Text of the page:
…galaxies having varying degrees of star formation, where interstellar gases coalesce to form stars, star clusters, and massive stars that blow up as supernovae. Places with active star formation are very dangerous, because that’s where you have supernovae exploding at a fairly high rate. In out galaxy, those dangerous places are primarily in the spiral arms, where there are hazardous giant molecular clouds. Fortunately, though, we happen to be situated safely between the Sagittarius and Perseus spiral arms.
Also, we are very far from the nucleus of the galaxy, which is also a dangerous places. We now know there is a massive black whole at the center of our galaxy. In fact, the Hubble space telescope has found that nearly every large nearby galaxy has a giant black hole at its nucleus.
Lots of high energy is released [from black holes] – gamma rays, x-rays, particle radiation – and anything in the inner region of the galaxy would be subjected to high radiation levels. That’s very dangerous for life forms. The center of the galaxy is also dangerous because there are more supernovae exploding in that region.
…the composition of a spiral galaxy changes as you go out from the center. The abundance of heavy elements is greater towards the center, because that is where star formation has been more vigorous over the history of the galaxy. So it has been able to cook more hydrogen and helium into heavy elements more quickly, where as the outer disk of the galaxy, star formation has been going on more slowly over the years and the abundance of heavy elements isn’t quite as high. Consequently, the outer regions of the disk are less likely to have Earth-type planets.
Now put all this together – the inner regions of the galaxy is much more dangerous from radiation and other threats; the outer part of the galaxy isn’t going to be able to form Earth-like planets because the heavy elements are not abundant enough; and I haven’t even mentioned how the thin disk of our galaxy helps our sun stay in its desirable circular orbit. A very eccentric orbit could cause it to cross spiral arms and visit the dangerous inner regions of the galaxy, but being circular, it remains in the safe zone.
It turns out that our Milky Way galaxy is in the top one to two percent of most massive and luminous galaxies. Most galaxies are elliptical or irregular and less massive, meaning their stars are not producing the heavier elements as much as they should and therefore the likely hood of life developing or even Earth-like planets is very low. The odds are, that out of the millions of galaxies out there, the chance of life existing is next to zero.
Gonzales goes on to talk about his opinion of our location in the universe:
In terms of habitability, I think we are in the best possible place. That’s because our location provides enough building blocks to yield an Earth, while providing a low level of threats to life. I
really can’t come up with another place in our galaxy as friendly to life as our location. Sometimes people claim that you can be
in any part of any galaxy. Well, I’ve studied other regions – spiral arms, galactic centers, globular clusters, edge of disks – and no matter where it is, it’s worse for life. I can’t think of any better place than where we are.
Richards comments on the irony of our place, and how it seems to be the opposite of the Copernican Principle:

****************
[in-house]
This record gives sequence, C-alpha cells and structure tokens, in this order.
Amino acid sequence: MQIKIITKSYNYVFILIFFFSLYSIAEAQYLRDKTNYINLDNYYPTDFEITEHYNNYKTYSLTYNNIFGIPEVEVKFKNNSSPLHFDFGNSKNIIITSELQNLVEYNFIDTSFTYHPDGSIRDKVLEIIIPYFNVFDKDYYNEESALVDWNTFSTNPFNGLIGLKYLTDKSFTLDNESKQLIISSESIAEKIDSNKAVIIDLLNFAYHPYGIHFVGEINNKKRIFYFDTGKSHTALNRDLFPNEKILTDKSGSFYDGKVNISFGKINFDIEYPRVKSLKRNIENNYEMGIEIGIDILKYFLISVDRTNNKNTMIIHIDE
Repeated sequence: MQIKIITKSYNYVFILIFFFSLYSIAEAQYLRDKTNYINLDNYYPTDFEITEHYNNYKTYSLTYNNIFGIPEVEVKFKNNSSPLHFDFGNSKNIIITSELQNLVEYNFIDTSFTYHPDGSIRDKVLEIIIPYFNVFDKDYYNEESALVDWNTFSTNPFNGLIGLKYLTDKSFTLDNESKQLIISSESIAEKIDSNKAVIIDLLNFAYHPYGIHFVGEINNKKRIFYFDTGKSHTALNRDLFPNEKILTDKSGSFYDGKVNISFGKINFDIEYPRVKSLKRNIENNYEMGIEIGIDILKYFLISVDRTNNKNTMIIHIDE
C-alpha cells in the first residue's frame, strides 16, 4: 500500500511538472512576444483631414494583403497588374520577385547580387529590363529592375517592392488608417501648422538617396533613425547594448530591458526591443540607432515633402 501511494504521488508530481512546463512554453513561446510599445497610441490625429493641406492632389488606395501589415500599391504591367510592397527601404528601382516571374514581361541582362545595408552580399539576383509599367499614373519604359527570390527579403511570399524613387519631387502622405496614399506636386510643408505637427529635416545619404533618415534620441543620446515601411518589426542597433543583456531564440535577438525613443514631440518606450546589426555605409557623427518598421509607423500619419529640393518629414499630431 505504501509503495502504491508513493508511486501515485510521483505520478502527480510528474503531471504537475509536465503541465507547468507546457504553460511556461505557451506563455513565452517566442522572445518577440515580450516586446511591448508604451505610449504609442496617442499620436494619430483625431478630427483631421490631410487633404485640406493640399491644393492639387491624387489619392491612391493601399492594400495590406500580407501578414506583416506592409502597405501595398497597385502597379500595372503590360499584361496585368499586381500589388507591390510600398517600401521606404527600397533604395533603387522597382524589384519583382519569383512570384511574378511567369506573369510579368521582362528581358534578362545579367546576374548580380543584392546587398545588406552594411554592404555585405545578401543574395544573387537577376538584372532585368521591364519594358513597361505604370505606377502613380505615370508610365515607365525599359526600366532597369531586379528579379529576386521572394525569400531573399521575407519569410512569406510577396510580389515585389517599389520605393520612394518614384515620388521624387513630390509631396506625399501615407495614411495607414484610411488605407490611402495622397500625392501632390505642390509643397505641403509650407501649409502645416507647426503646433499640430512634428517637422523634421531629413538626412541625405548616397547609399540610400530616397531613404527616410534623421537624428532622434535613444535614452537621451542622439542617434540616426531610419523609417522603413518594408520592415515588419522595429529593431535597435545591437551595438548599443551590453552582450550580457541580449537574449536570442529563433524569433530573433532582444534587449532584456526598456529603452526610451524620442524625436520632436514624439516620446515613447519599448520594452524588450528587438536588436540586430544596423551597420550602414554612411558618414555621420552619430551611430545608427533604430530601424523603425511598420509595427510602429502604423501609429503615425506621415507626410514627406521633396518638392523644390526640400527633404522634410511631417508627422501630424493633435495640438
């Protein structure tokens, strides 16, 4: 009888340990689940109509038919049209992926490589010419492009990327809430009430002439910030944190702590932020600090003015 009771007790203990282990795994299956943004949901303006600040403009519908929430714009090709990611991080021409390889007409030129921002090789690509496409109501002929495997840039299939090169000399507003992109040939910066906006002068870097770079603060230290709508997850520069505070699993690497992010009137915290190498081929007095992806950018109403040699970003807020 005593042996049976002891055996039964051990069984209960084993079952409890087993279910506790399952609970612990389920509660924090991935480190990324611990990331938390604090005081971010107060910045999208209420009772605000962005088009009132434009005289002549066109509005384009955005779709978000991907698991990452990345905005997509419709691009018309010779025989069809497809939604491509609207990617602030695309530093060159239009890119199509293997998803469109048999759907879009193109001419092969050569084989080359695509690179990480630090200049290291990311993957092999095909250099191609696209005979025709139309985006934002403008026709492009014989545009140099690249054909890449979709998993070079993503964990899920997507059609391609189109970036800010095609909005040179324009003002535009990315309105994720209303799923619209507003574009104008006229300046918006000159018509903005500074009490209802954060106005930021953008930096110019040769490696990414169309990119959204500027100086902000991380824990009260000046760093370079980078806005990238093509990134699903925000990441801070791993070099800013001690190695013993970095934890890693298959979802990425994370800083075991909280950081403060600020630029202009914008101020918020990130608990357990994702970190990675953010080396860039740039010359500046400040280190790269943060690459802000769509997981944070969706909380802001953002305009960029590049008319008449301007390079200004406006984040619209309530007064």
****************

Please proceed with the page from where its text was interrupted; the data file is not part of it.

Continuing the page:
The propaganda of the Copernican principle has been that the long march of science has shown how common and ordinary our situation is. But the trend is in the opposite direction. The more you pile on the threats we’re discovering in most places in the universe, and you contrast that with the many ways we’re in a cocoon of safety, the more our situation appears special.
Even our own solar system seems designed for us. As we discover more an more planets orbiting other stars, scientists assumptions about what they were going to find are being torn to pieces. Instead of finding planets orbiting in a circle like in our solar system, they are finding gas giants like Jupiter orbiting elliptical patterns which make the existence of smaller rocky habitable planets impossible because of gravity. If Jupiter were to orbit our sun in an elliptical pattern, Earth wouldn’t be able to maintain it’s circular orbit and therefore it’s temperature. Life would be impossible. Scientists are also discovering that the other planets in our system play a part in Earth’s habitability. Large planets like Jupiter, because of their immense gravity, work as shields for our planet sucking in asteroids and comets as they pass by, protecting us from too many impacts. In addition, the other planets protect us from being bombarded by asteroids from the asteroid belt which lies between Mars and Jupiter. Being at the edge of the belt, Mars takes a lot of hits for us. Venus does too.
Another thing essential to the life on a planet, is its position in relation to its sun. Earth is in the Circumstellar Habitable Zone, or the zone where liquid water and an atmosphere can exist. If it were closer to the sun, water would evaporate, if it were farther away, it would all freeze.
There are three possibilities when it comes to the existence of life. First is that there is some natural necessity, like the laws of physics, that inexorable leads to life. However, more and more discoveries are leading scientists to conclude that intelligent life is, at minimum, far rarer than was once thought. In fact, it may very well be unique to Earth. The second possible explanation is chance: life is a fluke. Create enough planets circling enough stars and the odds say at least one of them will have life. Or third: life was created. After studying all the extraordinary rare circumstances that have contributed to life on Earth, and then overlaying the amazing way in which these conditions also open the door to scientific discoveries, Gonzales and Richards have landed in this camp. Richards concluded by saying,
“To find that we have a universe where the very best places where we find observers are also the very best overall places for observing – that’s surprising. I see design not just in the rarity of life in the universe, but also in this very pattern of habitability and measurability.”